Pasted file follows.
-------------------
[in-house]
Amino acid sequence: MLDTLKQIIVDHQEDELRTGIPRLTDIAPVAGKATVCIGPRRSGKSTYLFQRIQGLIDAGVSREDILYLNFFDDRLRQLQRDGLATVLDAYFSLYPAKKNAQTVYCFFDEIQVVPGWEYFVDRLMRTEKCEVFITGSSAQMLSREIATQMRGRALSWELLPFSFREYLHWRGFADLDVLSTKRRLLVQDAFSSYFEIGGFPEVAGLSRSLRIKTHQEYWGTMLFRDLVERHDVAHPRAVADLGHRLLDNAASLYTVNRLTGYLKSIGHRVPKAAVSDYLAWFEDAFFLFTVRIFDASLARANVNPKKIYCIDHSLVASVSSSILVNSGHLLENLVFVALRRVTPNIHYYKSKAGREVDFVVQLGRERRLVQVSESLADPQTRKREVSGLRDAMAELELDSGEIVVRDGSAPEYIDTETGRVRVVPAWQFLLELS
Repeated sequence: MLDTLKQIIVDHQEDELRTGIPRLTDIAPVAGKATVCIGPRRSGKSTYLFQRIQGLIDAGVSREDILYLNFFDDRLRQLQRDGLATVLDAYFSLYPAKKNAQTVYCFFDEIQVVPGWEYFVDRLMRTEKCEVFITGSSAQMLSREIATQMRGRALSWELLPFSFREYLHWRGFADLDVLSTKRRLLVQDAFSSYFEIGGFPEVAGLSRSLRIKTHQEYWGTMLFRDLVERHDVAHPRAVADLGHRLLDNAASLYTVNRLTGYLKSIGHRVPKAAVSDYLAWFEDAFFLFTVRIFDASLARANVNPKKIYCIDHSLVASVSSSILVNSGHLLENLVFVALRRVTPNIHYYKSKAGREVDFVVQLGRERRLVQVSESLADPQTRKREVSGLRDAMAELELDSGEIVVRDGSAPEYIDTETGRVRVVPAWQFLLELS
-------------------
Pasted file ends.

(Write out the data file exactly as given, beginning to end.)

[in-house]
Amino acid sequence: MLDTLKQIIVDHQEDELRTGIPRLTDIAPVAGKATVCIGPRRSGKSTYLFQRIQGLIDAGVSREDILYLNFFDDRLRQLQRDGLATVLDAYFSLYPAKKNAQTVYCFFDEIQVVPGWEYFVDRLMRTEKCEVFITGSSAQMLSREIATQMRGRALSWELLPFSFREYLHWRGFADLDVLSTKRRLLVQDAFSSYFEIGGFPEVAGLSRSLRIKTHQEYWGTMLFRDLVERHDVAHPRAVADLGHRLLDNAASLYTVNRLTGYLKSIGHRVPKAAVSDYLAWFEDAFFLFTVRIFDASLARANVNPKKIYCIDHSLVASVSSSILVNSGHLLENLVFVALRRVTPNIHYYKSKAGREVDFVVQLGRERRLVQVSESLADPQTRKREVSGLRDAMAELELDSGEIVVRDGSAPEYIDTETGRVRVVPAWQFLLELS
Repeated sequence: MLDTLKQIIVDHQEDELRTGIPRLTDIAPVAGKATVCIGPRRSGKSTYLFQRIQGLIDAGVSREDILYLNFFDDRLRQLQRDGLATVLDAYFSLYPAKKNAQTVYCFFDEIQVVPGWEYFVDRLMRTEKCEVFITGSSAQMLSREIATQMRGRALSWELLPFSFREYLHWRGFADLDVLSTKRRLLVQDAFSSYFEIGGFPEVAGLSRSLRIKTHQEYWGTMLFRDLVERHDVAHPRAVADLGHRLLDNAASLYTVNRLTGYLKSIGHRVPKAAVSDYLAWFEDAFFLFTVRIFDASLARANVNPKKIYCIDHSLVASVSSSILVNSGHLLENLVFVALRRVTPNIHYYKSKAGREVDFVVQLGRERRLVQVSESLADPQTRKREVSGLRDAMAELELDSGEIVVRDGSAPEYIDTETGRVRVVPAWQFLLELS